In today’s fast paced world we are becoming ever more impatient. Today we have high speed fibre optic broadband, apps that can almost do anything for us, and we can send a message across the globe in a second to name but a few. Alhamdulilah, these things can be real time savers for us, making things a lot easier and more convenient for us, but it is contributing to nation of people that no longer have the patience to wait for anything.For example, how many times have you become frustrated when your internet runs at dial-up speed? We get so frustrated if we don’t receive immediate results creating a huge intolerance for anything that requires time and patience, even when it comes to nurturing our family relationships! People have a hard time these days investing this time anymore because they just don’t have the patience anymore, resorting in the use of impatient, maladaptive coping skills when in times of crisis.
Values/Virtues of Patience in Islam
It’s time for us to take a step back and really embrace the values of Islam; values and practises that really nurture the development of patience and realise that there is no room for impatience in our lives if we are to live according to Islamic principles and apply these important skills more widely into our way of life. Patience is an aspect of sabr and is mentioned in over 50 times in the Quran, really highlighting the importance of it in Islam.
‘O you who have believed, seek help through patience and prayer. Indeed, Allah is with the patient’ 1
‘And the angels will enter upon them from every gate, [saying], “Peace be upon you for what you patiently endured.”’ 2
‘And [He] will reward them for what they patiently endured [with] a garden [in Paradise] and silk [garments].’ 3
Alhamdulilah, the practises of Islam have patience ingrained in them and with the season of Ramadan upon us we can really focus upon using this time to cultivate patience. Ramadan is sometimes termed ‘the month of patience’ so is a time that we can really focus on using it to maximum effect to increase our relationship with Allah, and seek the rewards not only from Allah but from improved relationships with others also. Furthermore, it said that “fasting constitutes half the patience.” 4. This is possibly because it requires the 3 types of patience that constitute sabr:
- patience in the obedience of Allah (by fulfilling our obligation to fast)
- patience in not disobeying Allah (by refraining from eating, drinking..etc..)
- patience with Allah’s decree in the afflictions that come with fasting (such as hunger and weakness)
Training ourselves in this way over the month of Ramadan to avoid certain troubles that come out of acts of impatience (such as backbiting and lying) more widely creates a patient attitude towards life that is more conducive to the lifestyle of a Muslim as ordained to us by Allah, combining both a passive patience in enduring the difficulties encountered as result of fasting and active patience in terms of being actively involved in the worship of Allah.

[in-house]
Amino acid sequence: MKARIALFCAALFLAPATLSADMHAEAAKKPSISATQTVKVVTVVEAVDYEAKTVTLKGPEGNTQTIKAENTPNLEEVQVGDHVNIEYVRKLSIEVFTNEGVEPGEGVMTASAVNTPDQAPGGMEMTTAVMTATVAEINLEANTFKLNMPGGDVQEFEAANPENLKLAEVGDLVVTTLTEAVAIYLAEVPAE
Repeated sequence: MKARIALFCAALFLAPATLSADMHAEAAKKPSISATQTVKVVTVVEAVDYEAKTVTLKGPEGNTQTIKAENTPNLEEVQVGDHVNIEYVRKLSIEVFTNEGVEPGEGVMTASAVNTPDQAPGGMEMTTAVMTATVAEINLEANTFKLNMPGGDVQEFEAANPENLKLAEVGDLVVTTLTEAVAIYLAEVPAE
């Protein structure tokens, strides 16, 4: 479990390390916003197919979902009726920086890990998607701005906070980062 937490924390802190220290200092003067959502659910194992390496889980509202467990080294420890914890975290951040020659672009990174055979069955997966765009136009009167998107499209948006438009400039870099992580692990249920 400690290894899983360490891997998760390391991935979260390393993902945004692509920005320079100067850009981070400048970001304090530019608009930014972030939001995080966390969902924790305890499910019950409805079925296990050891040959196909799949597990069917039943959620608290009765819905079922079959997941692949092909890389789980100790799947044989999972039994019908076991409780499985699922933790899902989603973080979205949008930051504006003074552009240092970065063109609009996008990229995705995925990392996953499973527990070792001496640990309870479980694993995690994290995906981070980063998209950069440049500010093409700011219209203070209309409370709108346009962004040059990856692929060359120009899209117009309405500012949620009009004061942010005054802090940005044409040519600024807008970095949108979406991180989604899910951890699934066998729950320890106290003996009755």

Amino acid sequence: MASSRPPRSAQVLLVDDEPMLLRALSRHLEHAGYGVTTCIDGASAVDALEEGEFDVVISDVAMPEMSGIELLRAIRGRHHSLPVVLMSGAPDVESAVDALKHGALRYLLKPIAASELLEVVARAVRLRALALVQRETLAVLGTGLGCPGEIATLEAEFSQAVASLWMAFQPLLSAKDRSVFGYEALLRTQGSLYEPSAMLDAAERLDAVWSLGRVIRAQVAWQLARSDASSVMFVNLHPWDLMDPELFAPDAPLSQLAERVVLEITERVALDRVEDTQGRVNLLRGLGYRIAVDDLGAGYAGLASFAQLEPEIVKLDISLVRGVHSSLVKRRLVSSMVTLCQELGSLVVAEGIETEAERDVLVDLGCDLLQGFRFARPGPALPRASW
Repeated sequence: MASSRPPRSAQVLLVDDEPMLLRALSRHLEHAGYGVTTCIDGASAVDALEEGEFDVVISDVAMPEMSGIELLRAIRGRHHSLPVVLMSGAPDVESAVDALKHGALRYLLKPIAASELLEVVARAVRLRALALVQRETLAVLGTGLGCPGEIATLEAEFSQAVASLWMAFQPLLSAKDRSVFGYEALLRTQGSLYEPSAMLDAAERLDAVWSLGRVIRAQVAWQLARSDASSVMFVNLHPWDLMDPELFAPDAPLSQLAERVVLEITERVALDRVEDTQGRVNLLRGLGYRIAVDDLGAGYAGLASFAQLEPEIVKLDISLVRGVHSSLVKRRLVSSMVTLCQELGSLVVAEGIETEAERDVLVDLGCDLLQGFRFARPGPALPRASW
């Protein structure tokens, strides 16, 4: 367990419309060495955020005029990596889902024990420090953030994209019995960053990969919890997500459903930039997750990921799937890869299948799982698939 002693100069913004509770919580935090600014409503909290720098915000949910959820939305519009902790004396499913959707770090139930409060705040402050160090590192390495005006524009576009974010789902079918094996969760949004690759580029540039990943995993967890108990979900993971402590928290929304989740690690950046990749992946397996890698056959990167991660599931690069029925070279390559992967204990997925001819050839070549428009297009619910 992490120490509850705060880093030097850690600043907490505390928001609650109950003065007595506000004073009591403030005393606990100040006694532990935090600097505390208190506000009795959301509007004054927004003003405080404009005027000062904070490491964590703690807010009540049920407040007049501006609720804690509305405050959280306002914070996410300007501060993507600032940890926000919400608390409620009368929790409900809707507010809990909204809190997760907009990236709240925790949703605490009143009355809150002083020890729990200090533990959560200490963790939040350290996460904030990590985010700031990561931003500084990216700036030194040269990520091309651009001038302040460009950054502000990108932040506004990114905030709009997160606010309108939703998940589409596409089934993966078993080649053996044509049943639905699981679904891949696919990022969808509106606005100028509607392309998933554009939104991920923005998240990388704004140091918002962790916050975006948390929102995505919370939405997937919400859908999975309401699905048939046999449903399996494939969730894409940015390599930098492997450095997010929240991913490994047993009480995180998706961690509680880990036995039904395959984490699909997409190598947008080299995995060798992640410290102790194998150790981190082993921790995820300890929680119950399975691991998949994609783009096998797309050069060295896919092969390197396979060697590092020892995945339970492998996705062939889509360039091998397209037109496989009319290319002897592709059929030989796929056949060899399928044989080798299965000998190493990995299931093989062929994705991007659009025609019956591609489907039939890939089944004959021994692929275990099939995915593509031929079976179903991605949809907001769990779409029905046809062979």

Psychological Benefits of Patience
Beyond the solely Islamic aspect of fasting, there is a huge amount of psychological literature that highlights the psychological benefits of patience. Allah has really blessed us by making it an obligation upon us, not only by rewarding us for doing so, but by obliging us to complete an act that nurtures characteristics like patience that we can apply more widely in our daily lives. This will also subsequently build positive characteristics that are highly compatible with living our lives committed to our Deen.
Psychological research has shown positive links between patience and self-control,and character strengths, negative affect and depression, 5, better grades, less psychopathology, higher self-esteem, and less shame in students 6. Furthermore, long term psychological research has shown that aspects of patience such as self-discipline exhibited in childhood predict positive outcomes in both physical and psychological wellbeing in adulthood (Terrie Moffitt) as well as improved life outcomes, from higher test scores, better social skills, and less substance misuse (Walter Mischel). Conversely, evidence has also shown that impatience can lead to negative consequences both emotionally in terms of guilt and embarrassment, as well as physically in terms of chronic stress, high blood pressure and heart disease, not to mention the negative effects and impact on the people around the impatient one, which further highlights the need to improve patience.
Application beyond Ramadan
So as we can see, having patience can have long term psychological benefits. Patience puts us in the state of mind to remain calm in adversity and approach life with a more rational and adaptive perspective to react to a given situation in the most appropriate way.